3. Pandemic prompts record food stamp spending

Reproduced from the Peter G. Peterson Foundation; Chart: Axios Visuals

The federal government spent $8.55 billion on Supplemental Nutrition Assistance Program (SNAP) benefits last month, a 62% increase from what it spent just two months earlier in March, new analysis from the Peterson Foundation shows.

Details: The coronavirus pandemic increased federal spending on the program by an average of 28% per month in April and May, nearly double the largest monthly growth seen during the Great Recession.

  • The only other time SNAP spending has grown nearly as fast was around February 2019, when benefits for that month were advanced to prepare for a government shutdown.

What it means: The growth reflects an increased need for food stamps and government assistance as well as legislative changes, like the Families First Coronavirus Response Act (FFCRA), which was signed into law on March 18, analysts at Peterson Foundation note.


  • Introduced the Pandemic Electronic Benefit Transfer (P-EBT), which provides benefits to families with children that rely on free or reduced-price school meals.
  • Allows states to increase maximum benefits to all households through Emergency Allotments.
  • Suspends the work and work training requirements for able-bodied adults.
  • The Congressional Budget Office estimated that those changes will increase program costs by $10.4 billion and $10.8 billion in fiscal year 2020 and fiscal year 2021, respectively.
4. Users say they're fed up with Facebook
Reproduced from CivicScience; Chart: Axios Visuals

Facebook stock sold off on Wednesday, losing 3.4%, and the company may face serious headwinds.

Driving the news: Last week Facebook said it would allow users to turn political ads off in their feed and according to CivicScience data most users plan on doing just that.

  • The firm's latest survey finds 58% of U.S. adult Facebook users say they are very likely to turn off political ads from their feeds.
  • Just 17% said they were not likely to do so.

Why it matters to the market: Political ads could become an important source of revenue for Facebook, as a litany of brands, including outdoor giants REI, The North Face and Patagonia, announced they were ending partnerships with the company after its refusal to moderate misleading and false content, particularly from President Trump.

What to watch: Among U.S. adults who are likely to leave a platform in the next six months, more than half say they are most likely to stop using Facebook.

Yes, but: Stock traders had been unfazed by the negative publicity leading up to Wednesday's overall market weakness. Facebook hit a record high on Tuesday, rising to an intraday peak of $245.19 and closing at a record $242.24.

  • And Facebook-owned Instagram notched the best reading on CivicScience's survey of what social networks users were likely to leave, with just 8% saying they planned to close their Instagram accounts.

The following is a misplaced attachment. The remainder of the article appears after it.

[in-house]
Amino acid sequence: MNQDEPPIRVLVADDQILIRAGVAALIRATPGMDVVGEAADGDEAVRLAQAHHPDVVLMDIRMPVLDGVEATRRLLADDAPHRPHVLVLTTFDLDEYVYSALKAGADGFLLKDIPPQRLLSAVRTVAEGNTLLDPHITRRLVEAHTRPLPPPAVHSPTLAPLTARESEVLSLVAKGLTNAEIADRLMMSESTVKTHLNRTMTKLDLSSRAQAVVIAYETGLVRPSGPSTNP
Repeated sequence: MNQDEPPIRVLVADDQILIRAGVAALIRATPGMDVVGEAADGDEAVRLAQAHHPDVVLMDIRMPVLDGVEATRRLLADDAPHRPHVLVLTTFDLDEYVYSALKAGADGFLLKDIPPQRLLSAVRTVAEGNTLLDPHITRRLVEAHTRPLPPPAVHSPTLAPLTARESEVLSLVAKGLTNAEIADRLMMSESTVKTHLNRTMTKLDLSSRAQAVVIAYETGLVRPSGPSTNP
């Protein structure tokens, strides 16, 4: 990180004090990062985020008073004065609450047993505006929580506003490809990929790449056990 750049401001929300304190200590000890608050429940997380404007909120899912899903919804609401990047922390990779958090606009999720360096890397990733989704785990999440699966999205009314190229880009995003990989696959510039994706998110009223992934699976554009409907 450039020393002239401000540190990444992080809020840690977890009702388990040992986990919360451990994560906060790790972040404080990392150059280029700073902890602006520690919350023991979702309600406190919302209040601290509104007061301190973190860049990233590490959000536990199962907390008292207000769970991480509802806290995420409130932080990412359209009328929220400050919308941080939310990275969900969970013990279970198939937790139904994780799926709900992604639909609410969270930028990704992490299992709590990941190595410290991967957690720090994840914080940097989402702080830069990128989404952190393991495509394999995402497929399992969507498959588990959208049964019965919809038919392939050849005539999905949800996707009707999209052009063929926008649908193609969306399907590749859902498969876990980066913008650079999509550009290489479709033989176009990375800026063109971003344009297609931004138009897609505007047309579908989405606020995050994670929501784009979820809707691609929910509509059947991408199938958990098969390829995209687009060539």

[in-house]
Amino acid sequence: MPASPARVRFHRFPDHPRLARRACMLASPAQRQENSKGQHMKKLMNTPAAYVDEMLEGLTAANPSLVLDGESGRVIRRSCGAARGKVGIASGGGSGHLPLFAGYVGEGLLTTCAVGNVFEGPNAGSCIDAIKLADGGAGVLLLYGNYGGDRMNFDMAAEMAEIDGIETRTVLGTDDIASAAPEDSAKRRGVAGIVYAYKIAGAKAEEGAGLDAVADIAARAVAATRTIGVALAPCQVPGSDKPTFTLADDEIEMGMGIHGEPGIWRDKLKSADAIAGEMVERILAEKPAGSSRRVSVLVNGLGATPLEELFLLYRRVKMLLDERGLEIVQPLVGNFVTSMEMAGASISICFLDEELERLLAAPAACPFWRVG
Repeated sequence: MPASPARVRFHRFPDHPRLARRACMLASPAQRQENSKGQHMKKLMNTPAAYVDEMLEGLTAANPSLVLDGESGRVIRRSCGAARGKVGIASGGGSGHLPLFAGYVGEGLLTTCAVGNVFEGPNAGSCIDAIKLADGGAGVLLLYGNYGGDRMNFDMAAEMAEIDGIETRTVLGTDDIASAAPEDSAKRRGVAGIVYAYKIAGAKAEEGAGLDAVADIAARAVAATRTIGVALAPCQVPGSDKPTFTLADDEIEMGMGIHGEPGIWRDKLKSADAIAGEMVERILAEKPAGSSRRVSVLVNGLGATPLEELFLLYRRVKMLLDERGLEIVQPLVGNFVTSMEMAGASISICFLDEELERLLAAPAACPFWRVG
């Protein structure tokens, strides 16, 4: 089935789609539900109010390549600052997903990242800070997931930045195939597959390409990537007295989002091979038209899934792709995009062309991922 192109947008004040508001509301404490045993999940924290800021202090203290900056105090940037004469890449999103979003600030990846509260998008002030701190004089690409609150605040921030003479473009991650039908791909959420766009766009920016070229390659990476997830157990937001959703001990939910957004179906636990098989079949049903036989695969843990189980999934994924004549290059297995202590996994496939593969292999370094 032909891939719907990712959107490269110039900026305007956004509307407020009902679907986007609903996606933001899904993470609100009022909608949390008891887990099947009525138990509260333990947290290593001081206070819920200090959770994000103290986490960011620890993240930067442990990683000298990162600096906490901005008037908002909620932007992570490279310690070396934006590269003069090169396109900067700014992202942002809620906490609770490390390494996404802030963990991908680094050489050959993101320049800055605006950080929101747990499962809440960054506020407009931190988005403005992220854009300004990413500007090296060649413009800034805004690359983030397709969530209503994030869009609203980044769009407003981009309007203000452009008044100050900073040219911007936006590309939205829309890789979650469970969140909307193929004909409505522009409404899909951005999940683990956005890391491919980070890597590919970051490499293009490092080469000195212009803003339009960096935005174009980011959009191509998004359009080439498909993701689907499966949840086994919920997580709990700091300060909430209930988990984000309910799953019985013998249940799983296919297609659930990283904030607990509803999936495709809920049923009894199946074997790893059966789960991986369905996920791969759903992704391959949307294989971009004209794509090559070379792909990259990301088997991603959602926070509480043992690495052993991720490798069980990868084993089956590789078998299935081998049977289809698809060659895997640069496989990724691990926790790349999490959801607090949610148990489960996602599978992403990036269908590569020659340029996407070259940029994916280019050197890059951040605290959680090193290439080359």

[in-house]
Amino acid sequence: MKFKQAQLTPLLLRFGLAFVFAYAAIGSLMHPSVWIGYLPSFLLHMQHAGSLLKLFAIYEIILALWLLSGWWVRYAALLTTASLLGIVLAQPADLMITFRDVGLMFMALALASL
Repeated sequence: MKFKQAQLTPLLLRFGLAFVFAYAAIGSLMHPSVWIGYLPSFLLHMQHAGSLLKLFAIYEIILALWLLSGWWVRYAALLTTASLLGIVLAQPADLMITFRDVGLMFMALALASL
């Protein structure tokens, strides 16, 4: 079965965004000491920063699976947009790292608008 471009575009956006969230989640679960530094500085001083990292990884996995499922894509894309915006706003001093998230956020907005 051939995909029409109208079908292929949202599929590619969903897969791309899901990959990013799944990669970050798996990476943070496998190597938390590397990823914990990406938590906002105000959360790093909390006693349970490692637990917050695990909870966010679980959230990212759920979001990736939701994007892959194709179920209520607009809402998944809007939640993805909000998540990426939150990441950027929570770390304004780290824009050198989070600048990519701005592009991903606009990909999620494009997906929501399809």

5. China, public markets and secrecy

Illustration: Aïda Amer/Axios

Axios' Bethany Allen-Ebrahimian writes: National security concerns drove a recent bipartisan Senate vote to crack down on Chinese companies that can hide their books from U.S. regulators even though they are publicly traded on U.S. exchanges, according to interviews with six current and former U.S. officials.

The big picture: The Holding Foreign Companies Accountable Act, which the Senate passed May 20, targets fraud and aims to promote transparency. But U.S. officials are also hoping to uncover hidden links between these companies and the Chinese government.

  • Supporters have characterized the bill as a way to protect American investors from fraudulent Chinese business activity, such as the recent scandal over Luckin, a Chinese coffee startup and former “unicorn” that received delisting notices from the Nasdaq after fabricating hundreds of millions of dollars in sales.
  • But the legislation is also about putting these companies “on the horns of a dilemma,” says a former national security official: They can stop cooperating with Chinese security services or lose access to Western capital.
  • More than 150 mainland Chinese companies are traded on major U.S. exchanges.

Why it matters: The tough stance on Chinese companies publicly traded on U.S. exchanges, which includes tech giants such as Baidu and Alibaba, opens up a new front in the increasingly tense U.S.-China relationship.

Read the full story.

Dion Rabouin

Thanks for reading!

Quote: "I got a good life, man, pounds and pence. Enough dollars make sense. While you ride the bench catch me swinging for the fence.”

Why it matters: On June 25, 1996, Shawn Corey Carter released his first studio album under the moniker Jay-Z, "Reasonable Doubt." It would go on to be recognized as a hip hop classic and one of the greatest albums of all time.

Top 5 songs on "Reasonable Doubt":

5. "Dead Presidents II"

4. "Can't Knock the Hustle"

3. "Feelin' It"

2. "Ain't No N*gga"

1. "22 Two's"